I am writing this on the day of a postal strike. Although the national strike was rejected for reasons I don't care to remember, the postal system within the M25 has decided to strike. If they do so again a week later then I guess you won't be reading this on time unless Third Sector is despatched from outside London.
During the past week, I tried an experiment and it was one I have been putting off for quite some time. Given the impetus of a national radio show that was going to 'attack' fundraising, I sent an email to the whole membership and asked them if they had any points worth making on the programme when I was lined up to defend the profession.
Well, more than 100 thoughtful, considered, amusing and provocative replies came back over the weekend. So why had I shied away from using such an effective and efficient form of communication before? Principally because I am really sensitive to the heavy workload you have and I know we all receive and send far too many emails and I didn't want to add to the clutter your email in-boxes.
However, I think the system we run where each individual member tailors the emails they receive from the Institute to suit their needs is the best way to ensure against over use. If you get too many emails from me you just have to go into your membership record on the website and de-select me - if that doesn't make you feel better nothing will!
To all those of you who did send in your thoughts and comments I am quite sure the programme will be repeated and we will let you know when. Your thoughts and contributions will not be wasted, I promise.
Remember, if you are a member of the Institute and have not checked your membership details yet you have only until 10 October to do so before any errors or old email addresses are committed to print for the whole of next year in the members' directory. And if you are not a member you won't be able to select one of the 26 different specialist email groupings ranging from areas of fundraising technique to coverage of the whole of the UK.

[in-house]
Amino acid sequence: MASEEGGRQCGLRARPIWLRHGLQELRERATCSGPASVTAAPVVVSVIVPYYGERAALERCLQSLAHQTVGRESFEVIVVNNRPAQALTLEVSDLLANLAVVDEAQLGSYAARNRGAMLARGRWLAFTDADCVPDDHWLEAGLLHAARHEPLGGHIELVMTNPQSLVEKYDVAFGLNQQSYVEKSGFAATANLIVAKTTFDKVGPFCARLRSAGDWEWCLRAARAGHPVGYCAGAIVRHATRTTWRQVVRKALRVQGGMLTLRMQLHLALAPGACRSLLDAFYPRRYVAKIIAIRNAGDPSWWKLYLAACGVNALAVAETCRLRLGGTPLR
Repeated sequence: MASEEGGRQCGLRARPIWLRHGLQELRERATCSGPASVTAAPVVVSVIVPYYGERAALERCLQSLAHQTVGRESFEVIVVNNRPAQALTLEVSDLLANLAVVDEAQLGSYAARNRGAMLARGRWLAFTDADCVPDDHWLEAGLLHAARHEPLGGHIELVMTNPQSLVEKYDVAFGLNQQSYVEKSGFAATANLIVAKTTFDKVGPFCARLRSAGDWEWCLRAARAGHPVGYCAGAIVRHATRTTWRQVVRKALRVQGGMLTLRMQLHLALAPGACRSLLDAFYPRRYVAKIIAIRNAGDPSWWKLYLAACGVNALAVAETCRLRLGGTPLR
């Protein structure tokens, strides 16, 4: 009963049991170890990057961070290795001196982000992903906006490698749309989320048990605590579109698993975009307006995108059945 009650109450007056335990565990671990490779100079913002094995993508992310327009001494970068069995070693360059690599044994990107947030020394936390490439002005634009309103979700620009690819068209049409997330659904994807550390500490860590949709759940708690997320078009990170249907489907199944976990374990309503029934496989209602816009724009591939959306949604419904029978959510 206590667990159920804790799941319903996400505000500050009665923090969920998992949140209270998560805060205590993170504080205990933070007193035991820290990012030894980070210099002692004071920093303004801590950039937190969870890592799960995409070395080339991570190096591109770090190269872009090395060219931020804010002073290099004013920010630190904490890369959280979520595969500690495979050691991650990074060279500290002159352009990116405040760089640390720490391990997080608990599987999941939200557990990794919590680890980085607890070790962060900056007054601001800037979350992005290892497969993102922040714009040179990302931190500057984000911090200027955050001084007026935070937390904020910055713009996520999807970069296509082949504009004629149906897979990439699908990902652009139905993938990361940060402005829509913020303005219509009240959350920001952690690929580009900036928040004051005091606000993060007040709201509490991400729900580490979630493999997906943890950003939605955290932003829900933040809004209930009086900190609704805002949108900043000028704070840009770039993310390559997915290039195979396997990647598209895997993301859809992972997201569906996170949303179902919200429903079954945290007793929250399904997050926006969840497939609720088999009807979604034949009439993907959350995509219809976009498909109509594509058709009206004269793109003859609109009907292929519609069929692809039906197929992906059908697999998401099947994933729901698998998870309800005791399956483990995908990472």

I recently summarised the key points of the proposed new set of regulations around collecting in public. These changes have an impact on very many fundraising organisations. The key points are that it brings house-to-house and street collections under one scheme. A licence would be required for all collections apart from the very small and local (carol singing and so forth). The rules would cover the collections of cash, goods and direct-debit commitments. There would be a duty on licensing authorities to provide fair access to collecting opportunities to all eligible organisers, providing capacity exists. Licences could not be denied on basis of arbitrary criteria and, finally, they would be required for collections in places to which the public has unrestricted access, such as outside your local supermarket for example.
Now for a plea on behalf of the Home Office - which is a novel experience.
They are running a series of consultation events across the UK and I have agreed to help point out two things. Firstly, to ask you to please consider attending and contributing and, secondly, to point out that this really is a consultation process.
There is much in the proposed framework above that is fraught with difficulty or might not even work. There is a real opportunity to be heard and to make you views known.
Of course this roadshow of events is only an attempt to galvanise comment and submission, and anyone can complete the questionnaire and make their views known.
Diary of events
So far events have taken place in Cambridge, Newcastle and Manchester and the remaining events are planned for London on 28 October, Derby on 4 November, Llandudno on the 10 November and Cardiff the following day.
Timings and who to contact are on the Institute's website, as is a link across to the consultation document itself. There are specific and different issues for those organisations who currently hold Home Office exemption orders and they are being contacted separately.